Along with the latest Patch Tuesday updates for Windows devices, Microsoft has also released January 2023 updates for Exchange Server. This rollout covers Exchange Server 2013, 2016, and 2019, with improvements and security patches available across the board.
The latest security updates (SUs) fix several security issues that were either discovered by Microsoft itself or reported privately by partners. Says the Redmond tech giant that it found no evidence to suggest that these vulnerabilities were being exploited in the wild. Can download SUs from you. Update the catalog. Or via the links below:
- Exchange Server 2013 CU23 (Support and updates will end on April 11, 2023)
- Exchange Server 2016 CU23
- Exchange Server 2019 CU11 And CU12
Microsoft has also highlighted a major improvement in its defense perimeter by enabling certificate-based signing of PowerShell serialization payloads. The company explains that:
Serialization is the process of converting the state of an object into a format (stream of bytes) that can be persisted or transferred to memory, a database, or a file. PowerShell, for example, uses serialization (and its counterpart deserialization) when passing objects between sessions. We added certificate-based signing of PowerShell serialization payloads to the January 2023 SUs to defend Exchange servers against attacks on serialized data. In the first phase of the rollout, this new feature must be manually enabled by the Exchange Server administrator due to feature dependencies. This article Details the steps to enable certificate-based signing of serialization data in Exchange Server. We have also released one Scripts You can use or you can use to validate/generate authentication certificate required in your organization. Do it manually.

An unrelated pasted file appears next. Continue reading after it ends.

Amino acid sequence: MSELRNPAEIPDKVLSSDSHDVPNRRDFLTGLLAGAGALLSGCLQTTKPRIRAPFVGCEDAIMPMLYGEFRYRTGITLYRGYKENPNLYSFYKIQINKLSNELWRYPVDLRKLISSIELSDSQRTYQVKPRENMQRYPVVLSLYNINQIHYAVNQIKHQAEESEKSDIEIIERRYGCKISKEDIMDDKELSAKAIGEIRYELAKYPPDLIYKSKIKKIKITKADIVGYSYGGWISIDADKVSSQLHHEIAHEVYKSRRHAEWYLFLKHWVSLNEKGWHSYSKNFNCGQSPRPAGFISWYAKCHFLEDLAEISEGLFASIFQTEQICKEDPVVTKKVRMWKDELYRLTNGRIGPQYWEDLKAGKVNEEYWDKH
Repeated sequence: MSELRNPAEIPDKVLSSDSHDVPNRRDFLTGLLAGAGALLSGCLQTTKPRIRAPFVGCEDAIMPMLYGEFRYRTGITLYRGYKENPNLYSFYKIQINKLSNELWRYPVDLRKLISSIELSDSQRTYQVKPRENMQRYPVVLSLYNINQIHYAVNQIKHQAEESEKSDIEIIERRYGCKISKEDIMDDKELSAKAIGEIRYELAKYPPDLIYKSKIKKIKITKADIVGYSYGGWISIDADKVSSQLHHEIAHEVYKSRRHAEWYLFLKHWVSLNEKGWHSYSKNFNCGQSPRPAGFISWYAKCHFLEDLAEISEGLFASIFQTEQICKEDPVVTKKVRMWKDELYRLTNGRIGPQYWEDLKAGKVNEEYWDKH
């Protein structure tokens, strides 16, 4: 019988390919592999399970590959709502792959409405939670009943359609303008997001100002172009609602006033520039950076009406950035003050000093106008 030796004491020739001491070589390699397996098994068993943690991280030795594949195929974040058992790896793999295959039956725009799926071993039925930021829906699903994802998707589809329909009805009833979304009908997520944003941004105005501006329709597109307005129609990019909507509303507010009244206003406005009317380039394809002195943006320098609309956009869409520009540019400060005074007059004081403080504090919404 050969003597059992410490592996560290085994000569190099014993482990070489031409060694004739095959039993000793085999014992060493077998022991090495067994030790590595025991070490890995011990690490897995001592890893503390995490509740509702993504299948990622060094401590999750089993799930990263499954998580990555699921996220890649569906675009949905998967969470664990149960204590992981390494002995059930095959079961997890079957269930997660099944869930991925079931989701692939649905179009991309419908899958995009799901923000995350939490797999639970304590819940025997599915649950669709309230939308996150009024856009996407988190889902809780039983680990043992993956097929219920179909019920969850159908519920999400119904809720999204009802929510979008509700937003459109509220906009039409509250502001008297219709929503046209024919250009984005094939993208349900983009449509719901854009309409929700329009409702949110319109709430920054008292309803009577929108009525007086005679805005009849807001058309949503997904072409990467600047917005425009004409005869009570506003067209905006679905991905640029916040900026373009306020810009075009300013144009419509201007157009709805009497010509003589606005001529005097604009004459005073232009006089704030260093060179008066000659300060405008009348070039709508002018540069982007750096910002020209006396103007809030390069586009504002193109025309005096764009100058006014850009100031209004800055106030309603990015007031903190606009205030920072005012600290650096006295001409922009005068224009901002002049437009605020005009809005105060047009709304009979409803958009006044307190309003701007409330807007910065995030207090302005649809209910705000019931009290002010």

Microsoft emphasizes that you should enable certificate-based signing only after installing the January 2023 SUs on all your Exchange Server instances. If you enable it before then, you may experience failures in your workflow. For now, this feature needs to be enabled manually but Microsoft will turn it on by default in a future update.
Interestingly, these updates also introduce a known issue. Basically, web page previews for shared URLs in Outlook Web App (OWA) will not render correctly. Microsoft says it will fix the issue in a “future update,” but it’s not clear when.